Flight flaps often snag Missouri governors
This article first appeared in the St. Louis Beacon, Feb. 22, 2011 - Political opponents, and even some allies, decry how the governor is handling his travel. At issue are the cost and frequency of his flights, ownership of the plane, and level of transparency.
Gov. Jay Nixon, a Democrat, is currently in the midst of such a controversy. But so were his three predecessors -- Republican Matt Blunt and Democrats Bob Holden and Mel Carnahan.
The only difference was in the particulars.
Holden's case is most similar to Nixon's. Holden, like Nixon, attracted Republican fire over the frequency and cost of his flights.
During a state budget crunch in 2001, his first year in office, Holden was criticized because he'd spent more than $80,000 on flights on the state plane during his first six months.
Almost all of those first six months' worth of flights were directly covered by the governor's office so they could be easily tracked. But after the controversy arose, Holden's staff shifted many subsequent travel costs -- about 40 percent, according to news accounts -- to other state agencies or departments.
Holden, like Nixon, said it was important for the governor to be seen around the state -- and flying is often the swiftest way to do it. Holden and his staff -- like Nixon -- also said it was fair for various state departments to foot the bill if the governor's trip was tied to that department's activities or achievements.
In any case, the GOP-led state Senate at one point jabbed Holden by giving him a "golden goose award'' in 2003 for his approach to state travel.
Holden, by the way, also was under pressure from some legislators, notably fellow Democrats, who believed that the governor -- like the president of the United States -- should always travel on a government-owned plane. They objected to the proposal of some Republicans that Holden should get rid of the state plane and, allegedly for less money, contract private planes when travel was necessary.
The objections were passionate for a notable reason. Holden took office less than three months after then-Gov. Carnahan (Missouri's last two-term governor, by the way) had died in an October 2000 crash of a small plane owned by his family and flown by his eldest son, Randy. Mel Carnahan also had a pilot's license, and his family often flew small planes, particularly for private or campaign travel.
Mel Carnahan generally flew on the state plane for state business, but some officeholders asserted afterward that the crash was evidence that Missouri's governor should stick to state or commercial aircraft -- even when not on official business.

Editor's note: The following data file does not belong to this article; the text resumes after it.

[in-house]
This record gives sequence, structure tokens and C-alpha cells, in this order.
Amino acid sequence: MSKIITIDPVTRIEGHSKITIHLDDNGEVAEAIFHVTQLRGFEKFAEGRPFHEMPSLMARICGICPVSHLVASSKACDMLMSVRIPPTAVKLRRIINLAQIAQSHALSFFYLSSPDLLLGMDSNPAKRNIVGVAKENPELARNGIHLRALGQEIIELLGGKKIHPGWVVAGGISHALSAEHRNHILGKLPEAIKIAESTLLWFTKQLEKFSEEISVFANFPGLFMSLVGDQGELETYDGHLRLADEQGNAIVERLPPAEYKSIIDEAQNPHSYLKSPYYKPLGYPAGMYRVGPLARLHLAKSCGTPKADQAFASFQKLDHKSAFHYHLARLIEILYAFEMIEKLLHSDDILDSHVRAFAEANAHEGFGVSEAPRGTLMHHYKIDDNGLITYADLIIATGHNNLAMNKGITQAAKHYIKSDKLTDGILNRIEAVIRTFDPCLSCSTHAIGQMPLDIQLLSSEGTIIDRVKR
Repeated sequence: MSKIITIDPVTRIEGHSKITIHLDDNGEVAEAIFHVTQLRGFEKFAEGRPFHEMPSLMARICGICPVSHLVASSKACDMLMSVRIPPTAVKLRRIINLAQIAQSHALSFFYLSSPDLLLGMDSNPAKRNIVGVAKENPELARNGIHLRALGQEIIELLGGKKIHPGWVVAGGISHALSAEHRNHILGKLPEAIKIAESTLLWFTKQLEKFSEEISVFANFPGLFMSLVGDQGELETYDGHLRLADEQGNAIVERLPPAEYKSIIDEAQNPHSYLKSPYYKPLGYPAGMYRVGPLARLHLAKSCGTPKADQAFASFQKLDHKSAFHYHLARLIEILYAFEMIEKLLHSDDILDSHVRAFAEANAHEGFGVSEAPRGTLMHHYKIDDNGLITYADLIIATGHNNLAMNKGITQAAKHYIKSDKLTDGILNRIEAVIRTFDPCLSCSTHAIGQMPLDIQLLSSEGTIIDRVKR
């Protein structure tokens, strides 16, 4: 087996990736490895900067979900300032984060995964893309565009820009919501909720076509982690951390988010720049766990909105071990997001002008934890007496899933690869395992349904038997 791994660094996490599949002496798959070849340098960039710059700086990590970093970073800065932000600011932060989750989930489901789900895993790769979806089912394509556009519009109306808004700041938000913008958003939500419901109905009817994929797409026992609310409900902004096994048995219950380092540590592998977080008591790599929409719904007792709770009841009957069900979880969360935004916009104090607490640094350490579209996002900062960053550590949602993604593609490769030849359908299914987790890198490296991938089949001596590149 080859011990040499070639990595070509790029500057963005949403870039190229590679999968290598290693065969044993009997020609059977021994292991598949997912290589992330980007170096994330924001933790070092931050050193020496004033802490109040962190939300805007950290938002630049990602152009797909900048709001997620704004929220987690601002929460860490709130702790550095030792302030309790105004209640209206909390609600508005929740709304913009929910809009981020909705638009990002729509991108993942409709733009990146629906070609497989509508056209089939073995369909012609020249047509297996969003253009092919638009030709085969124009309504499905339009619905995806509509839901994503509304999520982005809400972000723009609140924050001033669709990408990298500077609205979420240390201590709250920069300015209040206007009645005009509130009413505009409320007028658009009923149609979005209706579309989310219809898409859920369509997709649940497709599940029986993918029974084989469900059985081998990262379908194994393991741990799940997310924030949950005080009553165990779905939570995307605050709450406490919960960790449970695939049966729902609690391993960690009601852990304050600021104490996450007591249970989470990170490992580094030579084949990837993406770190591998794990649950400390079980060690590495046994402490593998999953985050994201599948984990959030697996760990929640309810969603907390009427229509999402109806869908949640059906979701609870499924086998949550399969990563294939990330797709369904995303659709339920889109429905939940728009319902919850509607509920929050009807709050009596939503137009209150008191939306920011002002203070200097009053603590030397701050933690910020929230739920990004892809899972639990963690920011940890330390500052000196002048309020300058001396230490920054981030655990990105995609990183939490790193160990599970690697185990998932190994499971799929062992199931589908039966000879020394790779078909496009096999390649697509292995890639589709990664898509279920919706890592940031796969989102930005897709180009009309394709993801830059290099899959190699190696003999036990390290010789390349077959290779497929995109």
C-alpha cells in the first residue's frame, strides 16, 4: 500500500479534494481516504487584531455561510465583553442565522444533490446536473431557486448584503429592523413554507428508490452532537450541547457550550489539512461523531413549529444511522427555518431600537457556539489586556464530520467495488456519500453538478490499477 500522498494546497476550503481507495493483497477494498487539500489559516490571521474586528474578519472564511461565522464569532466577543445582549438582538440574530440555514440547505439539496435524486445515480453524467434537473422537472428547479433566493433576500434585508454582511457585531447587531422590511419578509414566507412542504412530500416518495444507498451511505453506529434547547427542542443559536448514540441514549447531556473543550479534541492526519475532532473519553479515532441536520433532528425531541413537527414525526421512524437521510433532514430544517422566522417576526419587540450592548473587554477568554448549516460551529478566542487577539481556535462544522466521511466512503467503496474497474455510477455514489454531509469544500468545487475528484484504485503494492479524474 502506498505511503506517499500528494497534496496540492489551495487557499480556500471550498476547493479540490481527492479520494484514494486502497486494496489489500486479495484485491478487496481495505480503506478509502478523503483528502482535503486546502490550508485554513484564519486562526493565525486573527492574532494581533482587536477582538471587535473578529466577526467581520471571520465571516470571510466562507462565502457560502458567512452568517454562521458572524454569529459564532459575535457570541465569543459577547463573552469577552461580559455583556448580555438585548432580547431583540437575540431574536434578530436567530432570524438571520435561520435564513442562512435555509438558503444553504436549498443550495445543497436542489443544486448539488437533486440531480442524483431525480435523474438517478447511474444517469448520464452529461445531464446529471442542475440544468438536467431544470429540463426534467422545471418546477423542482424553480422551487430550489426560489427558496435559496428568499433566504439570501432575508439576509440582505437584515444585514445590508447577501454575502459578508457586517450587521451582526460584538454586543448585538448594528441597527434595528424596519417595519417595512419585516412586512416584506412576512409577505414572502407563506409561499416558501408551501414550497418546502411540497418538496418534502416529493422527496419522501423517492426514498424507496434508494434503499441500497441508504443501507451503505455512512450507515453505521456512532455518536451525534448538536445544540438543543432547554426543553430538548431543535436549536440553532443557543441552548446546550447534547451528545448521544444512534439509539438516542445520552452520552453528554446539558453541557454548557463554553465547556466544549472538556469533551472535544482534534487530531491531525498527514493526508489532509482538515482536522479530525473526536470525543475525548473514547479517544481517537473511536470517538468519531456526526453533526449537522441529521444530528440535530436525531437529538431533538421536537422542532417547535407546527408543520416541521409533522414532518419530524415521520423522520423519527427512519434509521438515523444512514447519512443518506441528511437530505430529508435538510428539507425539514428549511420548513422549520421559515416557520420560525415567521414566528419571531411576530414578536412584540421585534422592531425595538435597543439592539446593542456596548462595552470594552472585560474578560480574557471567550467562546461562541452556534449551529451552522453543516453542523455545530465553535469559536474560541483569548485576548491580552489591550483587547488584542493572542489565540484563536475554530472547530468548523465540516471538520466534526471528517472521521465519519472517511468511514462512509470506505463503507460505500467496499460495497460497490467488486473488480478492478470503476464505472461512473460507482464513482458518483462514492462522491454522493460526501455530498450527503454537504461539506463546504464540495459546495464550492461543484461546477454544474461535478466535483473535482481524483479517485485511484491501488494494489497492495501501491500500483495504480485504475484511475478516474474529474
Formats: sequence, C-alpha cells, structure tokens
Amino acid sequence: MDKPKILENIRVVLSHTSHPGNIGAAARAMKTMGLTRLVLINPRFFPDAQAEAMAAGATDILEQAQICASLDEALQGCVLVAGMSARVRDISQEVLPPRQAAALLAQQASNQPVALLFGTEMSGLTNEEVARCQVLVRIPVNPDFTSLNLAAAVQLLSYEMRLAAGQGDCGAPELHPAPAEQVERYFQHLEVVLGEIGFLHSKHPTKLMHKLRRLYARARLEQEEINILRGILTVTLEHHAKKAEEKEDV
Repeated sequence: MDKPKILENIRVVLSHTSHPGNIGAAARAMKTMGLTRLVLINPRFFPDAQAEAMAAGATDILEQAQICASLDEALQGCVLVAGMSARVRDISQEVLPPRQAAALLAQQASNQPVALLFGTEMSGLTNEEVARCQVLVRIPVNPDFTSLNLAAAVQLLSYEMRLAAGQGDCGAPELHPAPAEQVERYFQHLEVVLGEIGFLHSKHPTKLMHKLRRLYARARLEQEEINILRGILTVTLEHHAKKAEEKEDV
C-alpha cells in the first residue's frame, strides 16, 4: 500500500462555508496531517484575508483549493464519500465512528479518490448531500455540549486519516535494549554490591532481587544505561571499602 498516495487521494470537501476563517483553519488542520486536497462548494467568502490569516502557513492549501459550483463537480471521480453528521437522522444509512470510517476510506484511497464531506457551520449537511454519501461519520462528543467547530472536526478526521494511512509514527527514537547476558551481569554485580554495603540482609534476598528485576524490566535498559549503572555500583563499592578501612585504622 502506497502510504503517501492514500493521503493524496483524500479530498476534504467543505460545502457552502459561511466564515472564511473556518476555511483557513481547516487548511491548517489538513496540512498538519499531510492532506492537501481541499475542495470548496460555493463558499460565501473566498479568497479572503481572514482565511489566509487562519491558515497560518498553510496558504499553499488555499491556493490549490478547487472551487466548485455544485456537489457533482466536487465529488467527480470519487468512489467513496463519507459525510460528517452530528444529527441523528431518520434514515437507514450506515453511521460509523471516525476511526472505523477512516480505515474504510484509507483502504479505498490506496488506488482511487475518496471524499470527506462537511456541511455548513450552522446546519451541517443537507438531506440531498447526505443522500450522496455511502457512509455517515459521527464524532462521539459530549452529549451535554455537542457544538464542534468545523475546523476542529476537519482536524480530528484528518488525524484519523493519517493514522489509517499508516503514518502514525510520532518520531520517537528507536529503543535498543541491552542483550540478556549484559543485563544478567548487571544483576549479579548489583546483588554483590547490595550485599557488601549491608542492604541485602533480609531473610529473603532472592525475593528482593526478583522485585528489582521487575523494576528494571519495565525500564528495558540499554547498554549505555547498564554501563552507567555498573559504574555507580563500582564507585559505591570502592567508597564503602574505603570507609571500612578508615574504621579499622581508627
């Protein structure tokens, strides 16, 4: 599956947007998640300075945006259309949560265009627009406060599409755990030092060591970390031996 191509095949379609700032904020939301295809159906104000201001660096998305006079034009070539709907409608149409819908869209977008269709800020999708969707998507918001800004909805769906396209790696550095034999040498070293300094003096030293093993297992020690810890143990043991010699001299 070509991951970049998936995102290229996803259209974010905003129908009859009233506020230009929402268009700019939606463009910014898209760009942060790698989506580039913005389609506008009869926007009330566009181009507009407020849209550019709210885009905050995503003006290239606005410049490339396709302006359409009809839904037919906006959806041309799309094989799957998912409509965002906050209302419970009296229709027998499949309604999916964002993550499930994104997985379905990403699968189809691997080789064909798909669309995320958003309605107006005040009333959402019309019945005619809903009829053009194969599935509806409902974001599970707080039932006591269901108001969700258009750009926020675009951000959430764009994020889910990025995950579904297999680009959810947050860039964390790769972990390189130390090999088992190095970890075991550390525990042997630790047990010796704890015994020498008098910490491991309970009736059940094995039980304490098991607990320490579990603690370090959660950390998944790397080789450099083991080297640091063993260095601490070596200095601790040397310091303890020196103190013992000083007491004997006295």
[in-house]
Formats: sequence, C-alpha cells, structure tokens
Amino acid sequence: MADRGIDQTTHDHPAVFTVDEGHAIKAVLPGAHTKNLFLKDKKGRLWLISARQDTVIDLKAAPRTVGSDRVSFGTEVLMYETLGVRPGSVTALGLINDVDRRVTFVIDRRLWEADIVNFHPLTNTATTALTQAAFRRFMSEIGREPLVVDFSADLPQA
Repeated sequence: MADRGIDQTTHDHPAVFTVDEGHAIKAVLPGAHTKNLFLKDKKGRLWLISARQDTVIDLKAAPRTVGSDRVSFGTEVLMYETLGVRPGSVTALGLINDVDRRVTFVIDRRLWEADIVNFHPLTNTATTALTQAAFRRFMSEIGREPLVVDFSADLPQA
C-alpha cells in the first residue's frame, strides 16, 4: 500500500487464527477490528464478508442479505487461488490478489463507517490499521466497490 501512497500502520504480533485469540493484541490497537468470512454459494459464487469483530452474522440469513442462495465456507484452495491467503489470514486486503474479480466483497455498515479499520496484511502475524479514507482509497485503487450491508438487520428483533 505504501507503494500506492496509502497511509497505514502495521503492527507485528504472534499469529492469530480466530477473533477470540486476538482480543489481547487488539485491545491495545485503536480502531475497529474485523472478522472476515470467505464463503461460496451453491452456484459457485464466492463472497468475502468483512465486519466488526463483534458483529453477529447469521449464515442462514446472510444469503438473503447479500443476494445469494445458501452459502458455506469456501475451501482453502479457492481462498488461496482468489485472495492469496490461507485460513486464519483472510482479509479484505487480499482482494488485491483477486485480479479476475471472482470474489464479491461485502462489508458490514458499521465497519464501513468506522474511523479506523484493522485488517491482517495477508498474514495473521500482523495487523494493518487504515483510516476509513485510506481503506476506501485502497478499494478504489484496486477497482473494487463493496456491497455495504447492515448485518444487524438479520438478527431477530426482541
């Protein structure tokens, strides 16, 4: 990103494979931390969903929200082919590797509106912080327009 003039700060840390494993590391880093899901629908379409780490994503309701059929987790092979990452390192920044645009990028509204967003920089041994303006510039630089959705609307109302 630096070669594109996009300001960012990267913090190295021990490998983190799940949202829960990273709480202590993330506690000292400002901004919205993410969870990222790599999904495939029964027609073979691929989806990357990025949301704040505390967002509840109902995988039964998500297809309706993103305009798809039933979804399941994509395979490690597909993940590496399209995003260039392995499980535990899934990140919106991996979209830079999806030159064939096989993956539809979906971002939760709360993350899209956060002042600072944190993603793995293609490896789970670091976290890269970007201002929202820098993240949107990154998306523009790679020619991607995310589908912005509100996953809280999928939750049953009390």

Blunt, who succeeded Holden in 2005, also faced early criticism for his use of the state plane. Blunt got around the problem quickly by shifting entirely to flying on private planes -- the cost of which were covered by his campaign or donors.
Blunt then came under fire because he didn't disclose when or where he traveled or who accompanied him. (He generally was believed to be accompanied by a security detail, and at times was joined by political allies, and perhaps lobbyists. No one knew for sure.)
The only record of Blunt's flights would be on his campaign reports, and even then, details often were lacking. Blunt claimed he was saving the state more than $400 a flight hour; critics contended any savings was outweighed by the secrecy.
By 2008, after he announced he wasn't seeking re-election, Blunt began flying on state planes again. That change also prompted criticism and further questions about his earlier private-plane preference.
One of Blunt's critics, by the way, was Nixon, then Missouri's attorney general. Nixon continued to use the state plane to travel around Missouri on official business, and -- during Blunt's tenure as governor -- often was the statewide official who flew most frequently on state planes.
As Nixon's sparring with Blunt heated up, Republicans began zeroing in on the costs of Nixon's flights. Nixon and his staff retorted that at least his flights, and who traveled with him, were public record.
(Nixon also got ensnared in a separate controversy in 2007 when a GOP tracker filmed Nixon traveling in a state car when he stopped by some campaign events. Nixon argued that he was attorney general 24/7, but his campaign later reimbursed the state for travel costs to campaign events. Meanwhile, Blunt continued to travel to campaign events in state vehicles, at state expense. When he was criticized, Blunt cited state law that allowed him to do so.)
Nixon's argument now is similar to Holden's almost a decade ago. At the request of GOP legislators, the Office of Administration has calculated that Nixon's air travel has cost almost $390,000 since he took office in January 2009.
Of Nixon's 254 trips cited, all but seven were covered by the travel budgets of various state departments or agencies. The seven were paid by the governor's office.
House Republicans already are asserting they will try to insert language into the state budget to restrict when the governor could assign his travel costs to another department or agency.
In the meantime, Nixon's spokesman Scott Holste said that the governor had no plans to change how he travels -- or who pays for it. When flights deal with the function of an agency or department, such as promoting jobs or attending a soldier's funeral, Holste said Nixon feels it's appropriate for that section of state government to pay the bill.
In any case, Holste noted that all of the flights have been recorded in detail and made public by the Office of Administration. Alluding to the old fights with Blunt, Holste added that at least Nixon's air travel -- now, as in the old attorney general days -- "is transparent."